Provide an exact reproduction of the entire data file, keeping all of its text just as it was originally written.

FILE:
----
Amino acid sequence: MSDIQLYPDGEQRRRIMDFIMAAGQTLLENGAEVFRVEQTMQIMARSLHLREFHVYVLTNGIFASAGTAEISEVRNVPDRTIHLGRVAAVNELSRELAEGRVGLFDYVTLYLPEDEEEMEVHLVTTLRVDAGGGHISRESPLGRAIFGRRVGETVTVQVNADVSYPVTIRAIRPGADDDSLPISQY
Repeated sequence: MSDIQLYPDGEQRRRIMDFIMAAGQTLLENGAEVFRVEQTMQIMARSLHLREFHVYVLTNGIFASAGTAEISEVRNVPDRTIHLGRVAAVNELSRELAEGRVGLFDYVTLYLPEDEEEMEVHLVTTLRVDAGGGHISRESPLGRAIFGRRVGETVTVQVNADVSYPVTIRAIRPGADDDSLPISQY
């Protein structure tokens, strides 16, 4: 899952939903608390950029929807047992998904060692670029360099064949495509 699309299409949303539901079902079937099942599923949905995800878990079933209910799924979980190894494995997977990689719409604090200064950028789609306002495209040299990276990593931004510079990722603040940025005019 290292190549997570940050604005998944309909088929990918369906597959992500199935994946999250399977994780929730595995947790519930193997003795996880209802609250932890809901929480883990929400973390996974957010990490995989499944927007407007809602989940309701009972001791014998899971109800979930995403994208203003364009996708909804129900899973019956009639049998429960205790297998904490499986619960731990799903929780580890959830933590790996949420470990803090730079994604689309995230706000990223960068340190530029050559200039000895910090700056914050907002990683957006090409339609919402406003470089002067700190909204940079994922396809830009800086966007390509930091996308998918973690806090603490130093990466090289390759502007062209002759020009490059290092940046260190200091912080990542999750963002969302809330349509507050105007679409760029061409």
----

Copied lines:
Amino acid sequence: MSDIQLYPDGEQRRRIMDFIMAAGQTLLENGAEVFRVEQTMQIMARSLHLREFHVYVLTNGIFASAGTAEISEVRNVPDRTIHLGRVAAVNELSRELAEGRVGLFDYVTLYLPEDEEEMEVHLVTTLRVDAGGGHISRESPLGRAIFGRRVGETVTVQVNADVSYPVTIRAIRPGADDDSLPISQY
Repeated sequence: MSDIQLYPDGEQRRRIMDFIMAAGQTLLENGAEVFRVEQTMQIMARSLHLREFHVYVLTNGIFASAGTAEISEVRNVPDRTIHLGRVAAVNELSRELAEGRVGLFDYVTLYLPEDEEEMEVHLVTTLRVDAGGGHISRESPLGRAIFGRRVGETVTVQVNADVSYPVTIRAIRPGADDDSLPISQY
């Protein structure tokens, strides 16, 4: 899952939903608390950029929807047992998904060692670029360099064949495509 699309299409949303539901079902079937099942599923949905995800878990079933209910799924979980190894494995997977990689719409604090200064950028789609306002495209040299990276990593931004510079990722603040940025005019 290292190549997570940050604005998944309909088929990918369906597959992500199935994946999250399977994780929730595995947790519930193997003795996880209802609250932890809901929480883990929400973390996974957010990490995989499944927007407007809602989940309701009972001791014998899971109800979930995403994208203003364009996708909804129900899973019956009639049998429960205790297998904490499986619960731990799903929780580890959830933590790996949420470990803090730079994604689309995230706000990223960068340190530029050559200039000895910090700056914050907002990683957006090409339609919402406003470089002067700190909204940079994922396809830009800086966007390509930091996308998918973690806090603490130093990466090289390759502007062209002759020009490059290092940046260190200091912080990542999750963002969302809330349509507050105007679409760029061409």